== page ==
Railway tunnel under the Great Belt
Four giant tunnel boring machines were custom-built for the execution in difficult seabed conditions of the eight kilometre tunnel under the Great Belt.
One of Denmark's largest civil works
The eight kilometre train tunnel under the Great Belt is one of Denmark's largest civil works.
The tunnelling work was carried out from November 1988 to August 1996 by MT Group, an international consortium headed by Monberg & Thorsen, which today is part of MT Højgaard.
We bored two parallel tunnels between Sprogø and Zealand with 31 transverse tunnels at 250 metre intervals, which serve as escape routes as well as containing important installations.
Custom-built tunnel boring machines
Four tunnel boring machines were custom-built for the project – each machine with a boring head of 1,000 tons and rotating cutter heads with a diameter of 8.75 metres.
From Sprogø and Zealand respectively, we bored the two tunnels which were joined up under the seabed midway in the Great Belt. At its deepest point, the tunnel is more than 75 metres below the sea surface.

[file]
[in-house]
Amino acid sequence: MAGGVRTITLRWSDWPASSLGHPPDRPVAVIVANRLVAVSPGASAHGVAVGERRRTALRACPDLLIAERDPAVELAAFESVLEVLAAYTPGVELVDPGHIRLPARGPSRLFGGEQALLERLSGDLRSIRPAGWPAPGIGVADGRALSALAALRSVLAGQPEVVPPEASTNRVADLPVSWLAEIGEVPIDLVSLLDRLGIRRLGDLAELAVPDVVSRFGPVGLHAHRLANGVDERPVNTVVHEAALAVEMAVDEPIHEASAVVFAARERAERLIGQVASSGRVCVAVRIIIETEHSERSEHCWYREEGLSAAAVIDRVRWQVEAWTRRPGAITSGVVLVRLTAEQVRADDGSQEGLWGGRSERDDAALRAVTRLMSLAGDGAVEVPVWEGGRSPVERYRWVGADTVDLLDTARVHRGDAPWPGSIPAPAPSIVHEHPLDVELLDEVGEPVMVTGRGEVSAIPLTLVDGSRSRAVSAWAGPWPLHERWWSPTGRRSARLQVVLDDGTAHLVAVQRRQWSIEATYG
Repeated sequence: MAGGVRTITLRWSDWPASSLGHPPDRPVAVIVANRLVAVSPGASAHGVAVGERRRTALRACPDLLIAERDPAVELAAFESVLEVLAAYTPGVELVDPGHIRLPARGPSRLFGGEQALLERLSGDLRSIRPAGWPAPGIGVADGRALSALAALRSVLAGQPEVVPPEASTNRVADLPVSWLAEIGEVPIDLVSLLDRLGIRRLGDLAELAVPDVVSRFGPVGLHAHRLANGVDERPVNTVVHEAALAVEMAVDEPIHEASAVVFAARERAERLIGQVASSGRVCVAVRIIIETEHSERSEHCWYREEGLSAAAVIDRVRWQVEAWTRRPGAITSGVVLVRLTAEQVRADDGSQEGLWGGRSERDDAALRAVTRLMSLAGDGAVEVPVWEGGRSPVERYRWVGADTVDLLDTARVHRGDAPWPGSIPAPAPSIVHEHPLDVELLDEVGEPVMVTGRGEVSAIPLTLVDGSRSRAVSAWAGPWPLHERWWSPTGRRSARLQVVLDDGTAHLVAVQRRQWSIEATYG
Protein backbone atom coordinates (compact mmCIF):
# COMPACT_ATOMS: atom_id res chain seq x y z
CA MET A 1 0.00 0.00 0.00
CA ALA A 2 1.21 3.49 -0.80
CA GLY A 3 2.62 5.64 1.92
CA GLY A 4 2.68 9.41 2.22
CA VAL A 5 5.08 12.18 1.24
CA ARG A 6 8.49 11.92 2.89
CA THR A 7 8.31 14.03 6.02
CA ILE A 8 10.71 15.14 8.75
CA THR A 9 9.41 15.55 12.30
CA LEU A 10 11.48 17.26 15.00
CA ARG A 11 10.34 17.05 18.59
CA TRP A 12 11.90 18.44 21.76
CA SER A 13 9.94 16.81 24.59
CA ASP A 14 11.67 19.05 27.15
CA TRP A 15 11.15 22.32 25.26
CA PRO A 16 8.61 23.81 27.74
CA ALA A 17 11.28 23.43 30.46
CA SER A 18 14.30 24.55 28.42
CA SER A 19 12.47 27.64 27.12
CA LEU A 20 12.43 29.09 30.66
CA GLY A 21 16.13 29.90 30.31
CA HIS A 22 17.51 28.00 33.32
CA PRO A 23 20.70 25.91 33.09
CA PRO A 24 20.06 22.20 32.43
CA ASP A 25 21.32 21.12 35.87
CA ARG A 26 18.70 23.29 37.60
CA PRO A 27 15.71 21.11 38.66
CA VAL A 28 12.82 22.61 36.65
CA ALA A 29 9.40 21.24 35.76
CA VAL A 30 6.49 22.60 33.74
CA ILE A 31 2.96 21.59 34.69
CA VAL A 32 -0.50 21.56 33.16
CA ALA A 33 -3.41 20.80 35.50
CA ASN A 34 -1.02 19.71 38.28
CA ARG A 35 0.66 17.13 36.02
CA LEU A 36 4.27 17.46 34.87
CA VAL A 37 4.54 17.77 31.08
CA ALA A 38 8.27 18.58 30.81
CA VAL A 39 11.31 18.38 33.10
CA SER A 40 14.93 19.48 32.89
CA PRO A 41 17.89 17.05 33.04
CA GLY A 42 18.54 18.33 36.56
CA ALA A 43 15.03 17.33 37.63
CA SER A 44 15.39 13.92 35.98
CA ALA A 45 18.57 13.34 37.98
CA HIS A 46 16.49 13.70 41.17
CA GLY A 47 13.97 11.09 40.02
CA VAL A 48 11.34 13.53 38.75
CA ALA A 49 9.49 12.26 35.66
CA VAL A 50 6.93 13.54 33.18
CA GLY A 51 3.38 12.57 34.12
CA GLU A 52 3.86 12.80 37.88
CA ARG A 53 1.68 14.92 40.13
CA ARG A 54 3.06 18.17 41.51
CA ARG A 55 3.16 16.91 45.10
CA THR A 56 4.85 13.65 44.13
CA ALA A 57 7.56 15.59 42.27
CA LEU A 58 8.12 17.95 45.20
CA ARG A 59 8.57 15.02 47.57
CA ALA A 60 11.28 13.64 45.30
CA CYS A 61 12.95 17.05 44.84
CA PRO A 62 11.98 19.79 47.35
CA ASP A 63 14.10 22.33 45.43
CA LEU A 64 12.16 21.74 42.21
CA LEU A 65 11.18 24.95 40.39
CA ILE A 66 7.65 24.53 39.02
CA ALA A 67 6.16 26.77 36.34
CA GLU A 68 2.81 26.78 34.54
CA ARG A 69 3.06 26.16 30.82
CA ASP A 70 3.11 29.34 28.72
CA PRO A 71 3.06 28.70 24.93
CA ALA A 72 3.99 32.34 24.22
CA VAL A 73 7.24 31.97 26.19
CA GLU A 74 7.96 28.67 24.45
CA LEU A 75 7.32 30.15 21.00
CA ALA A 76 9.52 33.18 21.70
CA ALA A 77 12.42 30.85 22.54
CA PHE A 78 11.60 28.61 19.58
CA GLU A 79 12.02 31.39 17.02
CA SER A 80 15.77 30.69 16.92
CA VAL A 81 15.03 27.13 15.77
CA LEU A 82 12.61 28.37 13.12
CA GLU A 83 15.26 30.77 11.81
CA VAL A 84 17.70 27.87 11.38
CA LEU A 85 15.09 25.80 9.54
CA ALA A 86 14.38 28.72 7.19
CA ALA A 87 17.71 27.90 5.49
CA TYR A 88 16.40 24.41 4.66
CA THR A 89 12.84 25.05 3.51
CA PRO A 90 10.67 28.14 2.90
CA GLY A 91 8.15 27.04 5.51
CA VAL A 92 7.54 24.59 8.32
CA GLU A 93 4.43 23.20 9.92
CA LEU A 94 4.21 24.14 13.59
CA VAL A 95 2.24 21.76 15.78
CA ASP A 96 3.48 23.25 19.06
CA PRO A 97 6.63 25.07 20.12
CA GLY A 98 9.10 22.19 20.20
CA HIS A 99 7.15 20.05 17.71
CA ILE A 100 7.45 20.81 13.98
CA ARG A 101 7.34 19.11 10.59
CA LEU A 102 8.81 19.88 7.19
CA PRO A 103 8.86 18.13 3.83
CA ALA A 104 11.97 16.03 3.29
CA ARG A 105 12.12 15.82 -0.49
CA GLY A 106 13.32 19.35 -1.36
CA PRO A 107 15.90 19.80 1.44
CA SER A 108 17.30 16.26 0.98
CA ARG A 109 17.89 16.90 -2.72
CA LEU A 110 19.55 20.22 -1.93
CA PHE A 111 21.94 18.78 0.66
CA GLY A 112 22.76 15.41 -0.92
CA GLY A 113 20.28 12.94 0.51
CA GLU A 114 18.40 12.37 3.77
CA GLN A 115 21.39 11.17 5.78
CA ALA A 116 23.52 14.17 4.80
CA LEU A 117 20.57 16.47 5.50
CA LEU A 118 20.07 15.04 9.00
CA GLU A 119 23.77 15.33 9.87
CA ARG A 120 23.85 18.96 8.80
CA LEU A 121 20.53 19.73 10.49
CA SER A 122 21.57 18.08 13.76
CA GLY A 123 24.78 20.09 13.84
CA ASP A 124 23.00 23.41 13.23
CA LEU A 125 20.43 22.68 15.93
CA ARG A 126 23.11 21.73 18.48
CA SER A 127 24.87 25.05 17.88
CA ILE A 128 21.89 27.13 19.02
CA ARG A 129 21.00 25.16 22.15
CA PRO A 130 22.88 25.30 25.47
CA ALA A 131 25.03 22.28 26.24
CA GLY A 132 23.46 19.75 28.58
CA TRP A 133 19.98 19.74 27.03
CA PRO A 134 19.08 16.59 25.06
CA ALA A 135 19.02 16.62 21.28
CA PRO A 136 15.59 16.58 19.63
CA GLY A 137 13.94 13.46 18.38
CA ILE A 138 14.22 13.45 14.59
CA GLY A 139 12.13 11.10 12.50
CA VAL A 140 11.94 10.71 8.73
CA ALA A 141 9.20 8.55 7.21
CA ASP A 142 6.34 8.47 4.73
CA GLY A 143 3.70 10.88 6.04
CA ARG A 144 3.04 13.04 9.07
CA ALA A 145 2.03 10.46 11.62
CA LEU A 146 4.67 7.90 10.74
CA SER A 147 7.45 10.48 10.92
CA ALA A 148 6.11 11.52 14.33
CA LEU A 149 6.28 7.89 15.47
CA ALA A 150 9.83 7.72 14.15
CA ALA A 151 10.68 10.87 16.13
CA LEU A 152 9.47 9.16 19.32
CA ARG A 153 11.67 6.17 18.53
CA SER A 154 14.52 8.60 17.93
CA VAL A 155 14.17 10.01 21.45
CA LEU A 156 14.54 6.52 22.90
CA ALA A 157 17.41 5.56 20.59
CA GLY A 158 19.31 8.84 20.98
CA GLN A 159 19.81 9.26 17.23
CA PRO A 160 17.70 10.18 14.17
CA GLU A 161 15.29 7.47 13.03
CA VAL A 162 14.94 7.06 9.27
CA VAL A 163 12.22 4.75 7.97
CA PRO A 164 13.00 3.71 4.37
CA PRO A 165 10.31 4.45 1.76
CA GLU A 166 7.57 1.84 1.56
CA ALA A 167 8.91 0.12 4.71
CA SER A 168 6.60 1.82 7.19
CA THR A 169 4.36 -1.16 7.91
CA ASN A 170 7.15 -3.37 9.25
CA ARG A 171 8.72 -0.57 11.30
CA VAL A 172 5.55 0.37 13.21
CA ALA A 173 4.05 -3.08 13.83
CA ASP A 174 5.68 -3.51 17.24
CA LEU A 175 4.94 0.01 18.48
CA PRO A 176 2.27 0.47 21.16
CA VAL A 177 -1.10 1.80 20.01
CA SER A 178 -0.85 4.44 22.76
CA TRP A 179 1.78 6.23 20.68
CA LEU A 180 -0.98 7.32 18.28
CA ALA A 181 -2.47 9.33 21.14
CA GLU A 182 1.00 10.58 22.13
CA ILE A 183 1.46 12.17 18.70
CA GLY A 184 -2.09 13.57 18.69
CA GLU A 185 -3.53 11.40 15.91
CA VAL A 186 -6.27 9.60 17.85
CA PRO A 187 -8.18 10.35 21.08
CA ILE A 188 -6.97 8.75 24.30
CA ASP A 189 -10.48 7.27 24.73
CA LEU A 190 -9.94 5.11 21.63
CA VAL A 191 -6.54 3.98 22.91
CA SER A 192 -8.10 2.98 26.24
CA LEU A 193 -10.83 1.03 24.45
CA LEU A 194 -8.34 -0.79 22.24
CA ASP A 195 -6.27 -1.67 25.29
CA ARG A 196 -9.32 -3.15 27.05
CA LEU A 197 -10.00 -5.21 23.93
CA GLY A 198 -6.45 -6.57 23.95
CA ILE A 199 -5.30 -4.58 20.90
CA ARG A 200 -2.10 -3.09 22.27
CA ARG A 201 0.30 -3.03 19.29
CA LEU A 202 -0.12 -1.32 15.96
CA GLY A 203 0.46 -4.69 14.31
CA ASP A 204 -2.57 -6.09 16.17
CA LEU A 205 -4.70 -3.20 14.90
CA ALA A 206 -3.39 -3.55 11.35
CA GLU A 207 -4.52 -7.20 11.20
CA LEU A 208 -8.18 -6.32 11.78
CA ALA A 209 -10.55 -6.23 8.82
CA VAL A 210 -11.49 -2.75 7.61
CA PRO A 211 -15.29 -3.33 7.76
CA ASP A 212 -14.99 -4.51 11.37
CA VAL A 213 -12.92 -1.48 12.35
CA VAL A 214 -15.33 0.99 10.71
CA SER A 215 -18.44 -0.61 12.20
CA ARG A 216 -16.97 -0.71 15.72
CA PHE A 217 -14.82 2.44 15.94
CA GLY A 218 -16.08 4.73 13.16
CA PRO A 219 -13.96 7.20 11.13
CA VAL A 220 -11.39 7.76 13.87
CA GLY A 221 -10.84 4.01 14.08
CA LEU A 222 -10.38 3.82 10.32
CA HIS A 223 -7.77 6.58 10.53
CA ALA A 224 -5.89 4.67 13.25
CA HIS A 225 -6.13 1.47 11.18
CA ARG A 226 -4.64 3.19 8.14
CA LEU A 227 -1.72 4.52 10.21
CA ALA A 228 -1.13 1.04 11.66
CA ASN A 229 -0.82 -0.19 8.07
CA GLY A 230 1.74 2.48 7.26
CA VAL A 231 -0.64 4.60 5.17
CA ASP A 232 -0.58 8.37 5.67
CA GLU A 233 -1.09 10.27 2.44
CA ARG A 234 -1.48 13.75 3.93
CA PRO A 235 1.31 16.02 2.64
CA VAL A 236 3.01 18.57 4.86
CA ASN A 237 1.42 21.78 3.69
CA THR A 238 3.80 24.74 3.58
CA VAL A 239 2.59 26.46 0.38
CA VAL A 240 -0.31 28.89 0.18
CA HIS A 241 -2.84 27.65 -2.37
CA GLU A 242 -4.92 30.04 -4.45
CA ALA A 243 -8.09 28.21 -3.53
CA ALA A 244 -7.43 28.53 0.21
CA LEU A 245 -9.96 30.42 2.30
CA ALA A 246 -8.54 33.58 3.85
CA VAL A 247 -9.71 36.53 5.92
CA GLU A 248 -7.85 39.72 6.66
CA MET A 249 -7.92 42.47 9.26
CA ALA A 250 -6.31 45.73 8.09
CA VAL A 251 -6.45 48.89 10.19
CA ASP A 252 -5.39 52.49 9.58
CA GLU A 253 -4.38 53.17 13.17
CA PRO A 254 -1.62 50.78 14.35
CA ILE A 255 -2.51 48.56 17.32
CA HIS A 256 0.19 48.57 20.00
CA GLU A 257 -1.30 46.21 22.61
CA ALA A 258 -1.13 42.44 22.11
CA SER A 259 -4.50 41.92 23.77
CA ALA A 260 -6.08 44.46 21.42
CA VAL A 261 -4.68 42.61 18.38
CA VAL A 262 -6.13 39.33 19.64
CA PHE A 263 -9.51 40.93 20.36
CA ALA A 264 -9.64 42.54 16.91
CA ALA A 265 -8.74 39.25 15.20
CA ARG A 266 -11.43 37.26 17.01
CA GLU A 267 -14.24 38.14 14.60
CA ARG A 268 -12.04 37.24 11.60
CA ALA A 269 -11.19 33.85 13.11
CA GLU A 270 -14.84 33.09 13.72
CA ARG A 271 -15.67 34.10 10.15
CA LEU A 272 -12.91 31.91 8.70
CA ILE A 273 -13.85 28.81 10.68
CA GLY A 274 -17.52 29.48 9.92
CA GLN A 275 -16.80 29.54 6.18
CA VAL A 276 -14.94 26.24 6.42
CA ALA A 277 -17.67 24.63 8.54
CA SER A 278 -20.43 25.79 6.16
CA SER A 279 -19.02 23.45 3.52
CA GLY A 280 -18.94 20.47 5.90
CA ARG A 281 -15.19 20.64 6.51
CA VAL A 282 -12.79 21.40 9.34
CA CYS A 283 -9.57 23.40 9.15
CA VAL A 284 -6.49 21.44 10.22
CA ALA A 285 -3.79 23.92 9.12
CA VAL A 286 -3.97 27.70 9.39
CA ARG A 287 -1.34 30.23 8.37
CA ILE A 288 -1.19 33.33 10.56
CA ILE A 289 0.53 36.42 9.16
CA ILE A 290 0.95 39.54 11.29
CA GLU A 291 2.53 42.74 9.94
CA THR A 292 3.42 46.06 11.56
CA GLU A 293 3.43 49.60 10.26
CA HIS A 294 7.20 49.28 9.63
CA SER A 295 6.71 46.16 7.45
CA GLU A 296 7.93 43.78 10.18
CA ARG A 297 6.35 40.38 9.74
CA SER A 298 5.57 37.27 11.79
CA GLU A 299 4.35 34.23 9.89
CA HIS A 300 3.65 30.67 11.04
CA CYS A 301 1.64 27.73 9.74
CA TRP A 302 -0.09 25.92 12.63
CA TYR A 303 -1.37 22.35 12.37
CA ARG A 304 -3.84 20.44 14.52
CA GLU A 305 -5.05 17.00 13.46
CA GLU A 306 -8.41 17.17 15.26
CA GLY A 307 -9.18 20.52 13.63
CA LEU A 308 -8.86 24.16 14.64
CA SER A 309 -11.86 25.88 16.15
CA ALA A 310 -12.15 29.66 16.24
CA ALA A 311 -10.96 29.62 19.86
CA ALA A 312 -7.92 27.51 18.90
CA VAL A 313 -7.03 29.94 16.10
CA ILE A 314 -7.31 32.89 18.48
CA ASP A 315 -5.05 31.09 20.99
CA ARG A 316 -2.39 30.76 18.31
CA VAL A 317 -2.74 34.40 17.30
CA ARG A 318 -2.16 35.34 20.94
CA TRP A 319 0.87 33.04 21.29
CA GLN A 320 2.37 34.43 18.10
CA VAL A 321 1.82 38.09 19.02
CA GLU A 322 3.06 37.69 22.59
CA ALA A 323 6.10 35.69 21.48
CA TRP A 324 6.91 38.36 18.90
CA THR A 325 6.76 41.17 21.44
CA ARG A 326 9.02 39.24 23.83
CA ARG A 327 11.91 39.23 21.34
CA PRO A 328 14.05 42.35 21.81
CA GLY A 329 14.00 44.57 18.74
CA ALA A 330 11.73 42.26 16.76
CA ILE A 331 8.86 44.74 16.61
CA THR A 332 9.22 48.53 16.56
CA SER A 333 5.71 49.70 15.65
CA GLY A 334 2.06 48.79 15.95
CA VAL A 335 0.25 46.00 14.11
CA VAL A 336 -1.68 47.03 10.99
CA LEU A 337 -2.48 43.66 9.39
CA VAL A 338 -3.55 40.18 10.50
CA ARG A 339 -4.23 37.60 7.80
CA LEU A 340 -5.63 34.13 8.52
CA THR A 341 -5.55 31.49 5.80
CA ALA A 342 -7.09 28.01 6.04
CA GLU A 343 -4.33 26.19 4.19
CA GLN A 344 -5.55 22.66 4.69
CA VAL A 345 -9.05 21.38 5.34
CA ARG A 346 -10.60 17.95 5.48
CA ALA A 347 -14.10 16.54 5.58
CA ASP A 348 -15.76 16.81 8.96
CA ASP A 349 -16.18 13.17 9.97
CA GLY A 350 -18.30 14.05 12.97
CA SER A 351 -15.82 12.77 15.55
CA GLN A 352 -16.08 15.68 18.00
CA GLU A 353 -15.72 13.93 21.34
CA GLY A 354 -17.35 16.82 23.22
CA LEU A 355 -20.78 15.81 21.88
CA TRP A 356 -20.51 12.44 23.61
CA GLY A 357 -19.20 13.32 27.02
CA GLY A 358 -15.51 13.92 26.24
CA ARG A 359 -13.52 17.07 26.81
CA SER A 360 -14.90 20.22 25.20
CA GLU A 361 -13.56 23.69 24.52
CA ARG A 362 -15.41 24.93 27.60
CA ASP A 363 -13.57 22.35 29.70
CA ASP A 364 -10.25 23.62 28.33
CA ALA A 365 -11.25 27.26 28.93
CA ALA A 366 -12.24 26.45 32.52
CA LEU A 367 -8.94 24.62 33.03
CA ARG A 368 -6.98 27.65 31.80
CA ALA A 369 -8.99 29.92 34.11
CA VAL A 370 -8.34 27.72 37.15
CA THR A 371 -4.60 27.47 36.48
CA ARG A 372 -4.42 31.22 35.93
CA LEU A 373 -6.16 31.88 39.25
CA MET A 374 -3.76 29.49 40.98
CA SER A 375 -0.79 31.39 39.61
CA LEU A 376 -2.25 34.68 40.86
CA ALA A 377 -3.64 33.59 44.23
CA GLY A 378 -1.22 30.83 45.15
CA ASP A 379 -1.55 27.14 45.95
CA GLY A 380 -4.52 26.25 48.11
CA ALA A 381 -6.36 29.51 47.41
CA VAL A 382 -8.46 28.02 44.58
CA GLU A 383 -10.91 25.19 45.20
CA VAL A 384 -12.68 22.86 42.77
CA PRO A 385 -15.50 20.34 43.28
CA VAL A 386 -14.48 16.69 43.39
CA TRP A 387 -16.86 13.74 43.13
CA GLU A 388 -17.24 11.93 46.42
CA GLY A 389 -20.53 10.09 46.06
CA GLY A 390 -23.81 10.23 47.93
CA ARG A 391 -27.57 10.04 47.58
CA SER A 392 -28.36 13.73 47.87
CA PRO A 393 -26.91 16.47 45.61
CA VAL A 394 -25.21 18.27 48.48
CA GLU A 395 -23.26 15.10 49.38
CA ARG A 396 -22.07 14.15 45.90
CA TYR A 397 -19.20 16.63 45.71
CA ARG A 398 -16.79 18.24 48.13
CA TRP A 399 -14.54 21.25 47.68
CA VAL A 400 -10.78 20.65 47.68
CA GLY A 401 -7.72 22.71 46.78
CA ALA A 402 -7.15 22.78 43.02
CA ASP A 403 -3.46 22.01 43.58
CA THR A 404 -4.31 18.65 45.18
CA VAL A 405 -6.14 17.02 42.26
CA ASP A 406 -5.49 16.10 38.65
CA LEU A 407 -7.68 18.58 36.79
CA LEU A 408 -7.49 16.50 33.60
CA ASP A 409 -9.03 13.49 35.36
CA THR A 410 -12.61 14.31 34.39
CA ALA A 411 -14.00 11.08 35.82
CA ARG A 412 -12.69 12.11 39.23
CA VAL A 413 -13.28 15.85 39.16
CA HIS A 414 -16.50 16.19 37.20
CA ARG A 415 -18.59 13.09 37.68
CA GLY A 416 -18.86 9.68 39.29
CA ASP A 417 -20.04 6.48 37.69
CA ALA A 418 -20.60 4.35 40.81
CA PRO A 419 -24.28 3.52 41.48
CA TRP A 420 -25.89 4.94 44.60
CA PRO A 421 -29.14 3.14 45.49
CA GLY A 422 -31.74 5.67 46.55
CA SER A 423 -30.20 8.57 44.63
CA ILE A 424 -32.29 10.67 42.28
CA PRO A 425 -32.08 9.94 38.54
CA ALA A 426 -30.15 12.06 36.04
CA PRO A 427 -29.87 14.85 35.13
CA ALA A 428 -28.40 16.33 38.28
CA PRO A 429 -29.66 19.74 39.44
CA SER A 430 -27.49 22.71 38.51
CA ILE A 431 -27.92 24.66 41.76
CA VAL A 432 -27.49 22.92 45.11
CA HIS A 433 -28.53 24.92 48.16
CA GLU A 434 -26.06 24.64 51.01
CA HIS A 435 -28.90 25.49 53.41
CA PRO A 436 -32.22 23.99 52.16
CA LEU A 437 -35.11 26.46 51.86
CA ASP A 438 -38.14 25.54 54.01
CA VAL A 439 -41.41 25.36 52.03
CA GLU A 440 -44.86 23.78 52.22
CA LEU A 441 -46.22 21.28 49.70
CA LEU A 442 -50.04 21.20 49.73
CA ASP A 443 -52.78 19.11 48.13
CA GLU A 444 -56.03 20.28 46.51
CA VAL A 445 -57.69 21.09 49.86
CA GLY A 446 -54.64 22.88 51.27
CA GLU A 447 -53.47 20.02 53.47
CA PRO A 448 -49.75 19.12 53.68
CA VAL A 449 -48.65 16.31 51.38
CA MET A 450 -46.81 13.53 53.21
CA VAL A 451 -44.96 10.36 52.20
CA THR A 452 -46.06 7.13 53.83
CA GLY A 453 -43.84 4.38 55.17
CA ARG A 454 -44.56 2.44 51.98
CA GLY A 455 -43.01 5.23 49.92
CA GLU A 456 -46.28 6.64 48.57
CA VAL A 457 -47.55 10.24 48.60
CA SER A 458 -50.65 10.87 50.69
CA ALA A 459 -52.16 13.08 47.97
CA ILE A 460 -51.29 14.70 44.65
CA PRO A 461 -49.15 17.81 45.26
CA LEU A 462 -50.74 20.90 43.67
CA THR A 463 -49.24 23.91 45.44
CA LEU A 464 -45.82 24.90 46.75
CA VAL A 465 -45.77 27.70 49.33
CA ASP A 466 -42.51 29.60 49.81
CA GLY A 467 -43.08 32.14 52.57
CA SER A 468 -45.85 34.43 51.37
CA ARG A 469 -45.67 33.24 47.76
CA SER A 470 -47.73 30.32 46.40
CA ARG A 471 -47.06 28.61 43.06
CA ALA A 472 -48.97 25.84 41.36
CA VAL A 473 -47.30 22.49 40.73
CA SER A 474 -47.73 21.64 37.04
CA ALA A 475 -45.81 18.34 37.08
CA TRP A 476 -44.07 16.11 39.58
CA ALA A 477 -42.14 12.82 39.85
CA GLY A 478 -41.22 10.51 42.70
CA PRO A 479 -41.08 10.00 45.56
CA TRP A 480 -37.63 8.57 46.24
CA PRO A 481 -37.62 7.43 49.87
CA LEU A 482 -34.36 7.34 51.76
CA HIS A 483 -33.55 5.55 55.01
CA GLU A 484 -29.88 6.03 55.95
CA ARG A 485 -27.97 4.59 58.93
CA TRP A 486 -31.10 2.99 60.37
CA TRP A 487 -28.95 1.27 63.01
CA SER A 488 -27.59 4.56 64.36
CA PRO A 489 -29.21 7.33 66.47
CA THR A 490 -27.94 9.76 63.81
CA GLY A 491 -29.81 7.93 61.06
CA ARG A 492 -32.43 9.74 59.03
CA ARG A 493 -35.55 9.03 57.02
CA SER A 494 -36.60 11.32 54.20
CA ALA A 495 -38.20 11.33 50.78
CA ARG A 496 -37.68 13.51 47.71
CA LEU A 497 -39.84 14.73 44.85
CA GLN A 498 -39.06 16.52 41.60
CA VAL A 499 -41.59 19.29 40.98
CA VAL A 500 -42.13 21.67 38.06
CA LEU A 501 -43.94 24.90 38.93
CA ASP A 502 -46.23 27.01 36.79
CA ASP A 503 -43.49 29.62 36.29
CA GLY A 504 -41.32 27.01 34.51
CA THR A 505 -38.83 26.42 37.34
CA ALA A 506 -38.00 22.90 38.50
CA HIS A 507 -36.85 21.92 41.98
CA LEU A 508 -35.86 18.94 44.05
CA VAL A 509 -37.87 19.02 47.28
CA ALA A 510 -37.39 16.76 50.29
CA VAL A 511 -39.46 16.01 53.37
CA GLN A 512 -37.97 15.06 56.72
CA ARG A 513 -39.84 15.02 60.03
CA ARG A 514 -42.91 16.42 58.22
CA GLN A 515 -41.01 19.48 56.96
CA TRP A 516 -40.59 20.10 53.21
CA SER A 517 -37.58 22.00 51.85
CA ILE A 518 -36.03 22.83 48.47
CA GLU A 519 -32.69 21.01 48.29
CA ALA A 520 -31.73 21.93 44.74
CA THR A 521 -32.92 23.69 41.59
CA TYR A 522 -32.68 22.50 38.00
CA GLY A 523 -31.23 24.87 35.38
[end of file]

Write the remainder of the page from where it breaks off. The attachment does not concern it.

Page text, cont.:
At the tunnel ends, we used the Cut & Cover method, which involves excavating a large opening in which the tunnel sections are cast. The buildings at the tunnel entrances house monitoring and control facilities.
Difficult seabed conditions and new techniques
One of the challenges in executing the project was the difficult seabed conditions. In the upper layers, we bored through moraine clay with granite boulders ten times harder than quality concrete. There were also sand pockets with a water pressure of up to 4.5 atmospheres.
Boring in similar subsoil conditions had never been done before, so we developed new techniques during the project. For example, we coated the concrete reinforcement elements with epoxy to ensure maximum service life and minimal maintenance.